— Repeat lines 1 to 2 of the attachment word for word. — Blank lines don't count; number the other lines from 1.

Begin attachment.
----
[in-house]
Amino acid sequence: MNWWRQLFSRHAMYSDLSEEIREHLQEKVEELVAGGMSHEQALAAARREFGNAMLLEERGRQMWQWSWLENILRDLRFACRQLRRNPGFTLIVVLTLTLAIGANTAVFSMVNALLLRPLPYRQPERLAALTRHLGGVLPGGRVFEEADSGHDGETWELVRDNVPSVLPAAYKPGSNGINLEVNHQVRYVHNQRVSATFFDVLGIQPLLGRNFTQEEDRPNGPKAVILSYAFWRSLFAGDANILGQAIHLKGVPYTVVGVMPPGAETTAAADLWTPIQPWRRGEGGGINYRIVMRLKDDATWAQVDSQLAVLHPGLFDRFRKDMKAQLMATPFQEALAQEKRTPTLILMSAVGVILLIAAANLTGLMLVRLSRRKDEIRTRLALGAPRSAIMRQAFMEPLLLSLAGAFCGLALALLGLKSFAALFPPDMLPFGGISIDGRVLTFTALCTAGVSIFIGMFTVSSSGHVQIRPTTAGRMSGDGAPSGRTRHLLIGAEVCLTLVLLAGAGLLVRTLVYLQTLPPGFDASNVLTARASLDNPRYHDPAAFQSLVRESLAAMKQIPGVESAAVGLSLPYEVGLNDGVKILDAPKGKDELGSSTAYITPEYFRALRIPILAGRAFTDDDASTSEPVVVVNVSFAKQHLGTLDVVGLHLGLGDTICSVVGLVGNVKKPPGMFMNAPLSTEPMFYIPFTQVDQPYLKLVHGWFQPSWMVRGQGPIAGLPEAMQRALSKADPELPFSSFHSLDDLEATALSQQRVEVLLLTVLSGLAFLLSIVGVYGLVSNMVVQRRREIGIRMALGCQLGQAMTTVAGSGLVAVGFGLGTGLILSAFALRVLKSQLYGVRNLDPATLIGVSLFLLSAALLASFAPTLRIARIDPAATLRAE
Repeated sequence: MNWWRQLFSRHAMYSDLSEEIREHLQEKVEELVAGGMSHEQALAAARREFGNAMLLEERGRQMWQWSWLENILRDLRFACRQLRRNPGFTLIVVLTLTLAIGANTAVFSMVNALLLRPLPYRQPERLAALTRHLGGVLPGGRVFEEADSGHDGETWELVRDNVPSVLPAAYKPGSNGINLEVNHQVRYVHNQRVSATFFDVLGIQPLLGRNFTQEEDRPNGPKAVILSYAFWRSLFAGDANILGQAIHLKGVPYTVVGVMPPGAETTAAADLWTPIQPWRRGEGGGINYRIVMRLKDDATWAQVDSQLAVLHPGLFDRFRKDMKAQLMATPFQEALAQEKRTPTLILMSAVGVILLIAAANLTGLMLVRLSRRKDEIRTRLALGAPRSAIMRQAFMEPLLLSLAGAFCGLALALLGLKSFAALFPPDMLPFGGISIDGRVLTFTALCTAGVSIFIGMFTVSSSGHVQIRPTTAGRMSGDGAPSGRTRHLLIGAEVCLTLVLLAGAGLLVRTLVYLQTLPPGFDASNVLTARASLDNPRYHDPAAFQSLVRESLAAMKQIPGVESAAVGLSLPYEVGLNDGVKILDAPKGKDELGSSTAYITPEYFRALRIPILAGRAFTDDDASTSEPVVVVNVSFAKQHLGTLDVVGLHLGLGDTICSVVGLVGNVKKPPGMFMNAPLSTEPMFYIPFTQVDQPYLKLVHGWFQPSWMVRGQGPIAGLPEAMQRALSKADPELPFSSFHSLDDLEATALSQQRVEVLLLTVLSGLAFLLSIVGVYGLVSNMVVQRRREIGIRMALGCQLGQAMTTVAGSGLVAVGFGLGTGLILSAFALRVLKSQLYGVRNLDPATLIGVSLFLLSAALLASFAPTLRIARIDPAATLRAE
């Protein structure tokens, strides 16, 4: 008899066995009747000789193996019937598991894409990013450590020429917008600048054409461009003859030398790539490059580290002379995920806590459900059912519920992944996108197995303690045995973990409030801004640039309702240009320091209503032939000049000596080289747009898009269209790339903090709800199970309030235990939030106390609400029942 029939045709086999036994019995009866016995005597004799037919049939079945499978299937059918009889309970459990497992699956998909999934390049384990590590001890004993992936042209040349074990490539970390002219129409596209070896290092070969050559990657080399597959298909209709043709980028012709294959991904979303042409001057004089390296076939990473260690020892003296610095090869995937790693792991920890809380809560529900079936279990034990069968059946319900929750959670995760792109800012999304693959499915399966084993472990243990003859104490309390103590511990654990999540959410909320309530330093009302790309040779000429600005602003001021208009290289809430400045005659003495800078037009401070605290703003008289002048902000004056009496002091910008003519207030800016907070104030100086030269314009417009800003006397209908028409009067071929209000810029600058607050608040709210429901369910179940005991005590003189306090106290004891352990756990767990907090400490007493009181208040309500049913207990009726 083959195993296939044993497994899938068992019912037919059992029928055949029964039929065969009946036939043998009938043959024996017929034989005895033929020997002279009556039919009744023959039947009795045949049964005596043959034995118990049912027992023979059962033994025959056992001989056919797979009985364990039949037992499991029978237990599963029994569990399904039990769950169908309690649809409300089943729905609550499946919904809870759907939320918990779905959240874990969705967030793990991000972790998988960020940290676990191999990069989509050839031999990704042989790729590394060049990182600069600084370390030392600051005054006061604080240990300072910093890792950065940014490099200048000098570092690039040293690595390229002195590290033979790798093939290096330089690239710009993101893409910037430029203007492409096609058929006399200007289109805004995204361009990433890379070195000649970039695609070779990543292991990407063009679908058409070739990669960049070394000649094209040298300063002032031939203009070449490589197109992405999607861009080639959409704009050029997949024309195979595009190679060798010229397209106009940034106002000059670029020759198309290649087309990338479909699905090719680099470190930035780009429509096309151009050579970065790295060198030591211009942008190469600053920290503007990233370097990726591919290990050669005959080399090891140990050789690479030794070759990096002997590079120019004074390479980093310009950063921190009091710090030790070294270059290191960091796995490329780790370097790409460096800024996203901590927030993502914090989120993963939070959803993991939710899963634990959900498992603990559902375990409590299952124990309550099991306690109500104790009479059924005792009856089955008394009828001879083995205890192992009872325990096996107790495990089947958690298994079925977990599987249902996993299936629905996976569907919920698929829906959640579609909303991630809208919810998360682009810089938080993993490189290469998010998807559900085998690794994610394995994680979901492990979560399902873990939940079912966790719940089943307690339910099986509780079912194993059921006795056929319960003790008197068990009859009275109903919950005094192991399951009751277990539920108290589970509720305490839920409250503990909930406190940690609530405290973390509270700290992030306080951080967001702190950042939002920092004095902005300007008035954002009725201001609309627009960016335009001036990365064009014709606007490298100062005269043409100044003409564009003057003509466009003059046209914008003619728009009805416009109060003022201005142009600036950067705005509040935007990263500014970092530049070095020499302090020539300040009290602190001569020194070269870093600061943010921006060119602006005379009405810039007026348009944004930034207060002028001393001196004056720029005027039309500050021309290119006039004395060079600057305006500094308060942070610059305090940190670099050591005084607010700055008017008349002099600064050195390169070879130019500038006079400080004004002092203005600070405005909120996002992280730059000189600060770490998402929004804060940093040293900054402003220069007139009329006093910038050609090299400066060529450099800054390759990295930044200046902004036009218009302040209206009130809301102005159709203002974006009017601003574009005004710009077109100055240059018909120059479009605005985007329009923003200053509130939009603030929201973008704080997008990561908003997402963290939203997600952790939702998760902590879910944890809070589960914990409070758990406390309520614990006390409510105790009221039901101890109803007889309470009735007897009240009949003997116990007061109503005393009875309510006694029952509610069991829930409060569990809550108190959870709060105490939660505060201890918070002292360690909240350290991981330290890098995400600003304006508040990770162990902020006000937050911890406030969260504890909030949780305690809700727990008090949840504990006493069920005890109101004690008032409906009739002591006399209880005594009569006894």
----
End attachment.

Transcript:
[in-house]
Amino acid sequence: MNWWRQLFSRHAMYSDLSEEIREHLQEKVEELVAGGMSHEQALAAARREFGNAMLLEERGRQMWQWSWLENILRDLRFACRQLRRNPGFTLIVVLTLTLAIGANTAVFSMVNALLLRPLPYRQPERLAALTRHLGGVLPGGRVFEEADSGHDGETWELVRDNVPSVLPAAYKPGSNGINLEVNHQVRYVHNQRVSATFFDVLGIQPLLGRNFTQEEDRPNGPKAVILSYAFWRSLFAGDANILGQAIHLKGVPYTVVGVMPPGAETTAAADLWTPIQPWRRGEGGGINYRIVMRLKDDATWAQVDSQLAVLHPGLFDRFRKDMKAQLMATPFQEALAQEKRTPTLILMSAVGVILLIAAANLTGLMLVRLSRRKDEIRTRLALGAPRSAIMRQAFMEPLLLSLAGAFCGLALALLGLKSFAALFPPDMLPFGGISIDGRVLTFTALCTAGVSIFIGMFTVSSSGHVQIRPTTAGRMSGDGAPSGRTRHLLIGAEVCLTLVLLAGAGLLVRTLVYLQTLPPGFDASNVLTARASLDNPRYHDPAAFQSLVRESLAAMKQIPGVESAAVGLSLPYEVGLNDGVKILDAPKGKDELGSSTAYITPEYFRALRIPILAGRAFTDDDASTSEPVVVVNVSFAKQHLGTLDVVGLHLGLGDTICSVVGLVGNVKKPPGMFMNAPLSTEPMFYIPFTQVDQPYLKLVHGWFQPSWMVRGQGPIAGLPEAMQRALSKADPELPFSSFHSLDDLEATALSQQRVEVLLLTVLSGLAFLLSIVGVYGLVSNMVVQRRREIGIRMALGCQLGQAMTTVAGSGLVAVGFGLGTGLILSAFALRVLKSQLYGVRNLDPATLIGVSLFLLSAALLASFAPTLRIARIDPAATLRAE